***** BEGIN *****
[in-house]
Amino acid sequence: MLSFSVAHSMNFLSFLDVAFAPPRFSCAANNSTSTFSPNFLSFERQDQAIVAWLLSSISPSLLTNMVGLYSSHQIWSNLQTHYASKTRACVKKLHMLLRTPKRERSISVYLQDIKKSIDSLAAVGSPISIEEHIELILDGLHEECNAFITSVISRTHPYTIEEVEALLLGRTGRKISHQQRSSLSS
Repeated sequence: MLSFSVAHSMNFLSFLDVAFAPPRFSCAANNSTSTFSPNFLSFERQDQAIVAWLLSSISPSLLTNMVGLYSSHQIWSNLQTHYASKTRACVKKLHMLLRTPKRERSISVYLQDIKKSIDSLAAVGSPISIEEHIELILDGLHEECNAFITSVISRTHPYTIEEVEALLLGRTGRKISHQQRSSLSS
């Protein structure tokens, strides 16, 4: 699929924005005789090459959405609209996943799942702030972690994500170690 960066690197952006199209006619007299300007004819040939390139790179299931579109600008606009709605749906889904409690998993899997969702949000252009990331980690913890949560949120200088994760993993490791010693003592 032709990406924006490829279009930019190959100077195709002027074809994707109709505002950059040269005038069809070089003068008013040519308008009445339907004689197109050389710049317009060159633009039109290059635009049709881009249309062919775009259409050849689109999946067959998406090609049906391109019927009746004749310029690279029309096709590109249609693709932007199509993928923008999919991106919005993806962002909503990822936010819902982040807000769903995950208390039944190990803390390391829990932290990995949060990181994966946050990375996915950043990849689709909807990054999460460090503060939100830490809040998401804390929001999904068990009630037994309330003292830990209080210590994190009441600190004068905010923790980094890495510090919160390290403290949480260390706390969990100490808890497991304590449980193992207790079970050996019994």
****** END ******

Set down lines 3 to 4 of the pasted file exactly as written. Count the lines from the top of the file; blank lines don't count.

Repeated sequence: MLSFSVAHSMNFLSFLDVAFAPPRFSCAANNSTSTFSPNFLSFERQDQAIVAWLLSSISPSLLTNMVGLYSSHQIWSNLQTHYASKTRACVKKLHMLLRTPKRERSISVYLQDIKKSIDSLAAVGSPISIEEHIELILDGLHEECNAFITSVISRTHPYTIEEVEALLLGRTGRKISHQQRSSLSS
């Protein structure tokens, strides 16, 4: 699929924005005789090459959405609209996943799942702030972690994500170690 960066690197952006199209006619007299300007004819040939390139790179299931579109600008606009709605749906889904409690998993899997969702949000252009990331980690913890949560949120200088994760993993490791010693003592 032709990406924006490829279009930019190959100077195709002027074809994707109709505002950059040269005038069809070089003068008013040519308008009445339907004689197109050389710049317009060159633009039109290059635009049709881009249309062919775009259409050849689109999946067959998406090609049906391109019927009746004749310029690279029309096709590109249609693709932007199509993928923008999919991106919005993806962002909503990822936010819902982040807000769903995950208390039944190990803390390391829990932290990995949060990181994966946050990375996915950043990849689709909807990054999460460090503060939100830490809040998401804390929001999904068990009630037994309330003292830990209080210590994190009441600190004068905010923790980094890495510090919160390290403290949480260390706390969990100490808890497991304590449980193992207790079970050996019994």